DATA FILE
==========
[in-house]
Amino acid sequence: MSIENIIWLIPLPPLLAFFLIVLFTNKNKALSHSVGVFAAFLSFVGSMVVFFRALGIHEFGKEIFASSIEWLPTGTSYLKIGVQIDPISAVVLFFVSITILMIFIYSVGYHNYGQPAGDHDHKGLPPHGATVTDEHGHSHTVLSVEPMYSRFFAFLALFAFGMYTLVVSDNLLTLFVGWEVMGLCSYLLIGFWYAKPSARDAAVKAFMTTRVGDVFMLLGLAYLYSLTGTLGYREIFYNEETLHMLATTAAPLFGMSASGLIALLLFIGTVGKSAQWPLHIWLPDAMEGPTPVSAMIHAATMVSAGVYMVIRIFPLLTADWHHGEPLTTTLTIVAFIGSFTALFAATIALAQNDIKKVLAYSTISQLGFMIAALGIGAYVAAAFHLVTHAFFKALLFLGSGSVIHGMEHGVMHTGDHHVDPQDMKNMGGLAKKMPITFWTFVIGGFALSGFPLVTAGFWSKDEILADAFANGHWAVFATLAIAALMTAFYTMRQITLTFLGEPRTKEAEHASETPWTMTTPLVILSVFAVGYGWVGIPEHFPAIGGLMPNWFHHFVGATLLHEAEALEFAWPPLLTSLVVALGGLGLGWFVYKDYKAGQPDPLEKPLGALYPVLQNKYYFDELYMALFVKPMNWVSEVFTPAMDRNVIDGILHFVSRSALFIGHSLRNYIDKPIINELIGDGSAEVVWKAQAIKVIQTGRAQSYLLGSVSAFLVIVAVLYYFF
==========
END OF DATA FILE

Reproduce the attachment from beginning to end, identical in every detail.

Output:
[in-house]
Amino acid sequence: MSIENIIWLIPLPPLLAFFLIVLFTNKNKALSHSVGVFAAFLSFVGSMVVFFRALGIHEFGKEIFASSIEWLPTGTSYLKIGVQIDPISAVVLFFVSITILMIFIYSVGYHNYGQPAGDHDHKGLPPHGATVTDEHGHSHTVLSVEPMYSRFFAFLALFAFGMYTLVVSDNLLTLFVGWEVMGLCSYLLIGFWYAKPSARDAAVKAFMTTRVGDVFMLLGLAYLYSLTGTLGYREIFYNEETLHMLATTAAPLFGMSASGLIALLLFIGTVGKSAQWPLHIWLPDAMEGPTPVSAMIHAATMVSAGVYMVIRIFPLLTADWHHGEPLTTTLTIVAFIGSFTALFAATIALAQNDIKKVLAYSTISQLGFMIAALGIGAYVAAAFHLVTHAFFKALLFLGSGSVIHGMEHGVMHTGDHHVDPQDMKNMGGLAKKMPITFWTFVIGGFALSGFPLVTAGFWSKDEILADAFANGHWAVFATLAIAALMTAFYTMRQITLTFLGEPRTKEAEHASETPWTMTTPLVILSVFAVGYGWVGIPEHFPAIGGLMPNWFHHFVGATLLHEAEALEFAWPPLLTSLVVALGGLGLGWFVYKDYKAGQPDPLEKPLGALYPVLQNKYYFDELYMALFVKPMNWVSEVFTPAMDRNVIDGILHFVSRSALFIGHSLRNYIDKPIINELIGDGSAEVVWKAQAIKVIQTGRAQSYLLGSVSAFLVIVAVLYYFF